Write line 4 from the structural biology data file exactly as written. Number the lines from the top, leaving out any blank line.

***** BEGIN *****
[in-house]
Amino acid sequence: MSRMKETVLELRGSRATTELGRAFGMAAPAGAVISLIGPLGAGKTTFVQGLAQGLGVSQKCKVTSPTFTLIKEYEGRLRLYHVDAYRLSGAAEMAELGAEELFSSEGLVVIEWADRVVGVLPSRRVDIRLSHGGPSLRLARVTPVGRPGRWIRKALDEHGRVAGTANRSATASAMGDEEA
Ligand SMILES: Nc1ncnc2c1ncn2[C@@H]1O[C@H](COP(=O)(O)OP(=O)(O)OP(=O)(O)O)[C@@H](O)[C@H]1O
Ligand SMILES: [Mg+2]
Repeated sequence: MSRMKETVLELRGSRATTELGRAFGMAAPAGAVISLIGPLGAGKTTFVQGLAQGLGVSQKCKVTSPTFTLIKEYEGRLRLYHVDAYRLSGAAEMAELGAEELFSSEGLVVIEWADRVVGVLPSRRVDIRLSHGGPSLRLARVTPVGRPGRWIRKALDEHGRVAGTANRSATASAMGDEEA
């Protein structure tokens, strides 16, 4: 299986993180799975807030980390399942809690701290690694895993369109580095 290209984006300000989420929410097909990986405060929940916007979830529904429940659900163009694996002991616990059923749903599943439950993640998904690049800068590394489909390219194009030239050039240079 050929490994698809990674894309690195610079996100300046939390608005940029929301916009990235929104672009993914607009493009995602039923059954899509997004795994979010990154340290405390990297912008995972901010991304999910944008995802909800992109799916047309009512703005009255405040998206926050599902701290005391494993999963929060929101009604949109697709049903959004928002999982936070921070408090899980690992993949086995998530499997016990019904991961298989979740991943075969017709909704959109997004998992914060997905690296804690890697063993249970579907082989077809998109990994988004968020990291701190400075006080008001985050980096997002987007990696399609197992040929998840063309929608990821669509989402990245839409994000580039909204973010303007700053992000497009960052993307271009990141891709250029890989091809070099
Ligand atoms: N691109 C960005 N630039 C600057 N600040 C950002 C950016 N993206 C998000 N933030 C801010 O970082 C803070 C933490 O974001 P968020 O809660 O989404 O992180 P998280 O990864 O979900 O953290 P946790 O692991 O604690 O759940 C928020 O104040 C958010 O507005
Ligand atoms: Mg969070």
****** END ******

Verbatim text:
Ligand SMILES: [Mg+2]